Everything in the world is ephemeral, and it is ludicrous for us to ask the world to be any different. Of course, though, consider it exponentially more absurd to not appreciate and cherish that which we have while it is here. Yet, the inevitable is often spontaneous and this paradox leads to the ironic conclusion that the only true constant is change. A corrupt little circle we have created isn’t it?
Allow me to think; change has multiple confound effects on the human mind. The fearful and pessimistic cower to it because they believe our world is slowly descending into oblivion. The optimistic and buoyant of spirit embrace the thought of its ideal in hopes that our world will be freed from the deplorable disposition we have ensued. The undaunted stand, expectant, happily accepting the challenge of creating balance from it all.
As time progresses, myriad of memoirs have narrated tribulations; overcome not by those who are only optimistic, pessimistic, or dauntless, but instead by those who are willing to adjust their rationale to their situations; insisting that only we possess power over the change in our lives. The only plausible reasoning is that things do not change; no, it is quite the contrary, we change.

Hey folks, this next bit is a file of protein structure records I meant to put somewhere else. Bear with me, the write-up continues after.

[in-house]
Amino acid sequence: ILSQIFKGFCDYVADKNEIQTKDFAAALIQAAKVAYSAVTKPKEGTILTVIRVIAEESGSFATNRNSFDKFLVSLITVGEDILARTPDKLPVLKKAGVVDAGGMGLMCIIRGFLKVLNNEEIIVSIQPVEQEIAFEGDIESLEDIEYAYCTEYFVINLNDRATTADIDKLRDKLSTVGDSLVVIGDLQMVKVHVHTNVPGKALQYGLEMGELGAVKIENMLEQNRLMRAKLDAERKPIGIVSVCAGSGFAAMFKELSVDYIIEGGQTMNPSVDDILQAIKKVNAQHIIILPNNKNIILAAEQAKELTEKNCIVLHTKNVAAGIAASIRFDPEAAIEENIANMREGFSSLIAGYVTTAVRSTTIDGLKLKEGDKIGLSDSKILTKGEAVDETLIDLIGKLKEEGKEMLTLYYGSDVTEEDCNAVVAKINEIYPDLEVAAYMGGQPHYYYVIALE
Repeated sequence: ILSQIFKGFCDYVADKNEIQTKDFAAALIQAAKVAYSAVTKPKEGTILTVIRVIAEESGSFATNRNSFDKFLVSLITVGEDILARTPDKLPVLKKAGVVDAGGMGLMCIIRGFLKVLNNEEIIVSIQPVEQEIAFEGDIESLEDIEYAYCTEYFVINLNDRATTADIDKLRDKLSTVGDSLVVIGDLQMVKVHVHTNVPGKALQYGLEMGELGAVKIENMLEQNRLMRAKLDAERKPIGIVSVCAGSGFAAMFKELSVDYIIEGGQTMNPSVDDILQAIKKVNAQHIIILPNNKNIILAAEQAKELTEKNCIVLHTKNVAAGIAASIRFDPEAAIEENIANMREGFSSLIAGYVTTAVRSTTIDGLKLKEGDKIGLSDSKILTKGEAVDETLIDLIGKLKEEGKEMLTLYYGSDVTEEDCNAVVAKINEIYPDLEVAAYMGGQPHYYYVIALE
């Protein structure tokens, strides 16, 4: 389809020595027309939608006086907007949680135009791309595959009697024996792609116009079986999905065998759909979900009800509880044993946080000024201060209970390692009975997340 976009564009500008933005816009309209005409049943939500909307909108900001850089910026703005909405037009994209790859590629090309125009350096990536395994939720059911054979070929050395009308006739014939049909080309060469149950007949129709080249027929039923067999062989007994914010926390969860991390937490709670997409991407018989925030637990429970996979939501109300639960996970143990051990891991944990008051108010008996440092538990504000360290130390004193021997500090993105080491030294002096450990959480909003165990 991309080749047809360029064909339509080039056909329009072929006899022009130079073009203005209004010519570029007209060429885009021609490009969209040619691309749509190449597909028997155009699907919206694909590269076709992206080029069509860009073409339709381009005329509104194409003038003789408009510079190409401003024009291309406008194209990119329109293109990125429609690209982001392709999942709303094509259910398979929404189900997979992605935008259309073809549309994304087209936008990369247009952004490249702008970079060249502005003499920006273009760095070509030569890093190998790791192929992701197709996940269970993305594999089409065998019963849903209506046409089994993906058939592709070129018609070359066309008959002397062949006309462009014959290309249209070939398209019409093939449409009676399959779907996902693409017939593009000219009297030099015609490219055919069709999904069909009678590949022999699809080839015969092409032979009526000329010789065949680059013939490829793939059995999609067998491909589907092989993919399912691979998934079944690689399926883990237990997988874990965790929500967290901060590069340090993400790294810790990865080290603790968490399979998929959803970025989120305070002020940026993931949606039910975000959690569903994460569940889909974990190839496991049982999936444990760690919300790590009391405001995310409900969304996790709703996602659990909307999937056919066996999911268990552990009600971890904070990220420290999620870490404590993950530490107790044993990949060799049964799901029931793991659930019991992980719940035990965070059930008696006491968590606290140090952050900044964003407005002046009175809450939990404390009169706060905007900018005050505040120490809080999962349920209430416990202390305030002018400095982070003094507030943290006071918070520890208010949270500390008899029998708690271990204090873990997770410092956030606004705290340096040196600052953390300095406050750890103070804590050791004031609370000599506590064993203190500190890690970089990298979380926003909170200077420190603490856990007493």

Even as we have grown, we have not undergone extreme changes; rather, we have assumed a clarified, polished, form of who we truly are. Upon the provocation of a transition we may, of our polished selves, identify a blemish. This small push, small change in our own thoughts of ourselves, befalls not just minor adjustments in ourselves or miniscule changes of our lives, but, a complete metamorphosis in the dynamics of our thinking. Of the question of how we, not only I, could best affect change, the most candid response was uttered by Norman Vincent Peale, “Change your thoughts and you change your world”.